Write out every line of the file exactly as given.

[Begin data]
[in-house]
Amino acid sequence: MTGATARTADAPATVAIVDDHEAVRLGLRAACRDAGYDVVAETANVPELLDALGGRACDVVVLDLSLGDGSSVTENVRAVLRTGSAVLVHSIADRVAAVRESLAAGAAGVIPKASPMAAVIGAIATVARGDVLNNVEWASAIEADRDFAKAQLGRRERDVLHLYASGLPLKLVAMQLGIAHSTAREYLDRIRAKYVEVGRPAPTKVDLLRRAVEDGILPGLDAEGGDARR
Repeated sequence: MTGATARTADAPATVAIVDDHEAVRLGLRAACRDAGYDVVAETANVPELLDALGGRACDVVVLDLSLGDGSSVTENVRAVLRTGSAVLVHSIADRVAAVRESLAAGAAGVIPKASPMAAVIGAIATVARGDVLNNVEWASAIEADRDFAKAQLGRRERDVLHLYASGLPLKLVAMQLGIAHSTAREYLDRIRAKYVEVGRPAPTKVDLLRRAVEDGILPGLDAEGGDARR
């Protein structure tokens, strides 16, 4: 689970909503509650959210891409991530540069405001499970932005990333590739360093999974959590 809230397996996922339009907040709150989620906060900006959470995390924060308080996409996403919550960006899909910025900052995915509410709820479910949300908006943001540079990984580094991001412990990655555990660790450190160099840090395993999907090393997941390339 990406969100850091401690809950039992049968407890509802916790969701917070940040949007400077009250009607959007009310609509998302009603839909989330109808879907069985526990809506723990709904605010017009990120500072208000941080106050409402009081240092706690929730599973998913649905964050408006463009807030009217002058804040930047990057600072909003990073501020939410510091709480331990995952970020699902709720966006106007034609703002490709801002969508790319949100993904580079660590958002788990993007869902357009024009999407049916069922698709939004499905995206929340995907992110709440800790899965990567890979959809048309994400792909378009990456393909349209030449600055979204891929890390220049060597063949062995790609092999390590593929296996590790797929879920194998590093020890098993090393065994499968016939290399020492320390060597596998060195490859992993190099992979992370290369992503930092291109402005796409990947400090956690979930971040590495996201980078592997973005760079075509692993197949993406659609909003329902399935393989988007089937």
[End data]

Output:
[in-house]
Amino acid sequence: MTGATARTADAPATVAIVDDHEAVRLGLRAACRDAGYDVVAETANVPELLDALGGRACDVVVLDLSLGDGSSVTENVRAVLRTGSAVLVHSIADRVAAVRESLAAGAAGVIPKASPMAAVIGAIATVARGDVLNNVEWASAIEADRDFAKAQLGRRERDVLHLYASGLPLKLVAMQLGIAHSTAREYLDRIRAKYVEVGRPAPTKVDLLRRAVEDGILPGLDAEGGDARR
Repeated sequence: MTGATARTADAPATVAIVDDHEAVRLGLRAACRDAGYDVVAETANVPELLDALGGRACDVVVLDLSLGDGSSVTENVRAVLRTGSAVLVHSIADRVAAVRESLAAGAAGVIPKASPMAAVIGAIATVARGDVLNNVEWASAIEADRDFAKAQLGRRERDVLHLYASGLPLKLVAMQLGIAHSTAREYLDRIRAKYVEVGRPAPTKVDLLRRAVEDGILPGLDAEGGDARR
């Protein structure tokens, strides 16, 4: 689970909503509650959210891409991530540069405001499970932005990333590739360093999974959590 809230397996996922339009907040709150989620906060900006959470995390924060308080996409996403919550960006899909910025900052995915509410709820479910949300908006943001540079990984580094991001412990990655555990660790450190160099840090395993999907090393997941390339 990406969100850091401690809950039992049968407890509802916790969701917070940040949007400077009250009607959007009310609509998302009603839909989330109808879907069985526990809506723990709904605010017009990120500072208000941080106050409402009081240092706690929730599973998913649905964050408006463009807030009217002058804040930047990057600072909003990073501020939410510091709480331990995952970020699902709720966006106007034609703002490709801002969508790319949100993904580079660590958002788990993007869902357009024009999407049916069922698709939004499905995206929340995907992110709440800790899965990567890979959809048309994400792909378009990456393909349209030449600055979204891929890390220049060597063949062995790609092999390590593929296996590790797929879920194998590093020890098993090393065994499968016939290399020492320390060597596998060195490859992993190099992979992370290369992503930092291109402005796409990947400090956690979930971040590495996201980078592997973005760079075509692993197949993406659609909003329902399935393989988007089937």